There are approximately 100,000 single-member schemes in Ireland. The Pensions Authority advises that approximately 98% of those are already compliant with the new investment rules under the IORP II directive. According to the 2017 report of the Association of Pension Trustees of Ireland, APTI, there are 22,312 self-directed pension arrangements in Ireland. Only 7,756 of these are self-directed pension schemes. It is that small cohort that will now have to meet the standards that apply to all other occupational schemes in the country. Information from the Pensions Authority indicates that the vast majority of schemes are already compliant with the provisions of the new directive. It is important to note that the small percentage of existing schemes which are not compliant with the new rules will not be obliged to change their existing investments or borrowings.
Small self-administered pension schemes may continue to invest in the economy, including property and SMEs, but their investments must be properly diversified to avoid excessive reliance on any particular asset or group in order to minimise risk in the portfolio as a whole. Such diversification has been proven to reduce investment risk. The new directive does not ban self-directed investment. Rather, it does not facilitate further borrowing for investment and it limits future investment in unregulated sectors.
This is probably the most important part of what I will say. The application of the directive is prospective, not retrospective, which means that the changes will not affect existing investments and borrowings by schemes. The information given to the Deputy that a company will be affected and jobs will be affected is not accurate. The new directive will only impact prospectively. Single member schemes, including small self-administered pension schemes, will no longer be allowed to enter into new borrowing agreements, except for short term and liquidity purposes, and all future investments will have to be in accordance with the rules of the directive. Accordingly, no current investment plans will be impacted upon or jeopardised.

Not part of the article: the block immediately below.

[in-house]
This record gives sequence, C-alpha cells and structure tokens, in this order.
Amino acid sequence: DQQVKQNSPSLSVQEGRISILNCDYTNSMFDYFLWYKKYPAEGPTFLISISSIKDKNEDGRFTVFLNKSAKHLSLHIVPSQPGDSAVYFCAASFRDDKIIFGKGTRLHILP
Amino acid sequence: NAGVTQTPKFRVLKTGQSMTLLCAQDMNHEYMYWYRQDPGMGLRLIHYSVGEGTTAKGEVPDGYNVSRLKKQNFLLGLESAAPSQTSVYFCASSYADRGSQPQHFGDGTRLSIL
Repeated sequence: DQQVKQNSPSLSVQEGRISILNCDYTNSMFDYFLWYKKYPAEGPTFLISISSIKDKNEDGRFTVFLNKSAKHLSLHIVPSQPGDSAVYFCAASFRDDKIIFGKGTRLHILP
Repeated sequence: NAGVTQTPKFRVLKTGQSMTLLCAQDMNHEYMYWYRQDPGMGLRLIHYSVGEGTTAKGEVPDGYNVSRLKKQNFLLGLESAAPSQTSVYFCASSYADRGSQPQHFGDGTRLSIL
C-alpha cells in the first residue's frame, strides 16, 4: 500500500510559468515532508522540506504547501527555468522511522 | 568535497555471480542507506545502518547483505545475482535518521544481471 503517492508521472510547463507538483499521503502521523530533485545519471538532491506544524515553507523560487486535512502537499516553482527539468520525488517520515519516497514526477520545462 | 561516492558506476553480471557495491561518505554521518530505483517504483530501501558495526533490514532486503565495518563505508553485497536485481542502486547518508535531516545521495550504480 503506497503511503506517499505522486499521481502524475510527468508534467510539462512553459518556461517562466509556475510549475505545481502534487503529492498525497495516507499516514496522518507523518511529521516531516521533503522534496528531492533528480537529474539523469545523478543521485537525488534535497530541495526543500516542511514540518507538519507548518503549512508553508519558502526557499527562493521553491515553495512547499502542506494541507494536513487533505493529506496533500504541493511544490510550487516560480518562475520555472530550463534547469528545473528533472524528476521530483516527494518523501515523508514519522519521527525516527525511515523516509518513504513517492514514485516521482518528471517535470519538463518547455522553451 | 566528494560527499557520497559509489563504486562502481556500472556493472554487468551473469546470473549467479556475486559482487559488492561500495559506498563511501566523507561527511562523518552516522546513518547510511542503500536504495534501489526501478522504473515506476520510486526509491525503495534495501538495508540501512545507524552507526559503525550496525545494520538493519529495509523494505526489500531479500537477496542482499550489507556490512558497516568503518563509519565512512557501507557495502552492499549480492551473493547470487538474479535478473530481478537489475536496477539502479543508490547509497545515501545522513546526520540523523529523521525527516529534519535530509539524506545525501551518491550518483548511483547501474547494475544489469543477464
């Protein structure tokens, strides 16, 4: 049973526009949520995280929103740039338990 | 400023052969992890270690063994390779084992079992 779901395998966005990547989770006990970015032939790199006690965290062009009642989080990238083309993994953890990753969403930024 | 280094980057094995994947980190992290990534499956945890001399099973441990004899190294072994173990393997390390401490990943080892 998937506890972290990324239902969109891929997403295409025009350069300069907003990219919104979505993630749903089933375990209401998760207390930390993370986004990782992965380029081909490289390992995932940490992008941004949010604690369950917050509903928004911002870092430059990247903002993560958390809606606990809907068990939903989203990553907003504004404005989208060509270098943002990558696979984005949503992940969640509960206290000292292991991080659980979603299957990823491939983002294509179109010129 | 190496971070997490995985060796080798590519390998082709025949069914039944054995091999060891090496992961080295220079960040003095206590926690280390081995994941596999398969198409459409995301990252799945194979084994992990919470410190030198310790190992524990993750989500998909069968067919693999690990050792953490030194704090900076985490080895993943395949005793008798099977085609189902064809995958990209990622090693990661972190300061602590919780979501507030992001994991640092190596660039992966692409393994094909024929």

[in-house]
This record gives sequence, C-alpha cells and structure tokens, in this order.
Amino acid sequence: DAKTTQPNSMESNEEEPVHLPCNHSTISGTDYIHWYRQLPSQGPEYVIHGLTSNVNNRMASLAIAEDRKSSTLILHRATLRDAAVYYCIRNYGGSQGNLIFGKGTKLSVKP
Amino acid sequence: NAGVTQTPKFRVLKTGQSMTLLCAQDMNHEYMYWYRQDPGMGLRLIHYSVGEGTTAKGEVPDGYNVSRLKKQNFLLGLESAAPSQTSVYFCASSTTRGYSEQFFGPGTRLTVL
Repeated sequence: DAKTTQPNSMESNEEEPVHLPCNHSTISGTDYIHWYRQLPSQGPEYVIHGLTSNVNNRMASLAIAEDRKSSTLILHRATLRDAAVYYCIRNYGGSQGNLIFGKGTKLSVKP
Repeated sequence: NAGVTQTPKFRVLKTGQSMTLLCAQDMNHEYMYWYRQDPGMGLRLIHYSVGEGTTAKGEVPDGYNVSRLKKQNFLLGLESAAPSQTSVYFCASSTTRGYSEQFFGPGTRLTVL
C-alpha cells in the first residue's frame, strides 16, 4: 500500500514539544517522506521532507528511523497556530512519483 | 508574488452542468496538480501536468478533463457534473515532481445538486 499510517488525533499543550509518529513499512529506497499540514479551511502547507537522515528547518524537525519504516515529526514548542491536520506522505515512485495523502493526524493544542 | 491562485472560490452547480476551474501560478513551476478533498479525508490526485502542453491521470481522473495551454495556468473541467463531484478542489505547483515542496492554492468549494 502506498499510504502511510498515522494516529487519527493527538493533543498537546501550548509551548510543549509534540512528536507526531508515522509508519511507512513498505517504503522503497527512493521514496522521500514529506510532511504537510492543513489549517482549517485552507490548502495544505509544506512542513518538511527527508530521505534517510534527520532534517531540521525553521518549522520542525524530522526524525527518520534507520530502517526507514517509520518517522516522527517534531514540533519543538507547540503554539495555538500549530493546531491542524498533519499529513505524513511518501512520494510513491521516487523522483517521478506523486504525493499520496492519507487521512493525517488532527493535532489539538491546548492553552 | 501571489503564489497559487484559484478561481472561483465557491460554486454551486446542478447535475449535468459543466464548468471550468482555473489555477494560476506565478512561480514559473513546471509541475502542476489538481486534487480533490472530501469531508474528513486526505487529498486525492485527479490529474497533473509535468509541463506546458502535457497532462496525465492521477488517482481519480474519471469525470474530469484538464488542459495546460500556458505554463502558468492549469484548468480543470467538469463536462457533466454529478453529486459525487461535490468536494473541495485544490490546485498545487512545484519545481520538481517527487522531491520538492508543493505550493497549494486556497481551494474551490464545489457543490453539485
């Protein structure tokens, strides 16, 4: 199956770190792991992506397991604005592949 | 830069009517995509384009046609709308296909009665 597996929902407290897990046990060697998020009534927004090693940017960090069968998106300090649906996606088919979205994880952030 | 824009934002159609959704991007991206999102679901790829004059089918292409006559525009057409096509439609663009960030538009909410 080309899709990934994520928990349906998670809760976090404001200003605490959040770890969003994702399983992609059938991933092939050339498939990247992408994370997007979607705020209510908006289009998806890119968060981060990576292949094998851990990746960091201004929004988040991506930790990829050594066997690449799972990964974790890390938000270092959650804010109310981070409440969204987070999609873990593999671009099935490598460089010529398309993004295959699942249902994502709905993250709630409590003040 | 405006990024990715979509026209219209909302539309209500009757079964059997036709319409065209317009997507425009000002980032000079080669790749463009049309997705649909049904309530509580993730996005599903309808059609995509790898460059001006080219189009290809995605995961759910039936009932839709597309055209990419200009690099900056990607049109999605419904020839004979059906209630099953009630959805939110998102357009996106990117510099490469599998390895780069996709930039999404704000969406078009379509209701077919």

Officials in my Department, supported by the Pensions Authority, are managing the transposition process of the IORP II directive. The drafting of regulations is at an advanced stage to facilitate transposition into Irish law later this quarter.
If the directive is transposing the law as outlined, the much-needed projects to which I refer and many others will have to be terminated. I have seen the fantastic work they have done in Drogheda and Dundalk. That will take money away from providing immediate positive contributions to the housing crisis. I do not agree that what the Government is doing is in people's interests. If the directive is transposed as outlined, the approximately 30 jobs to which I refer will all be lost. I do not say that in order to scaremonger. The situation will probably be replicated throughout the country.
It is great to see companies investing in projects and in the wider economy. The Government must help people. This local business in Dundalk is responsible for 1,250 small self-administered schemes. The company has worked very hard. One of the Minister's predecessors, Seamus Brennan, identified the problem in 2004 and resolved it. It is unfair to state that we should not look at what happens in the UK. We replicate much of what happens in the UK. Much of the money that is being invested goes back into the economy. We have a serious shortage of housing and we have other serious problems. Currently, pension schemes invest the money in the economy. The last thing we want to see is multinational companies coming in, taking all this money and investing it outside of the country or the vulture funds coming in and not distributing money fairly. I urge the Minister to examine the position. She could make the required decision with the stroke of a pen. This is her directive. I would very much appreciate if the Minister addressed the issue.
With the height of respect, I do not believe the Deputy's information is not accurate. The application of the directive is prospective, so all of the 1,250 small self-administered pension schemes in Dundalk to which he refers are entirely safe. There is no risk of the loss of the 30 jobs to which the Deputy alluded because none of the current practices are changing. The directive only relates to future investments. When a new self-managed pension scheme is established the new directive will apply to it. The directive does not affect existing investments, governance aspects, property projects, etc. The directive will only affect newly established small self-administered schemes from the day the directive is applied, which will be later this quarter.
We already have schemes that are managed by multinational investment companies and I do not see why a small self-administered fund should be governed any differently to a multinational one. We have pension rules and they should be as easily applicable to the smallest of schemes as to the largest. There should be equality of governance. That is all the IORP II directive seems to do, namely, to set out a single regulatory authority across the European Union for all managed pension funds. There should not be a difference. There will not be a derogation in Ireland.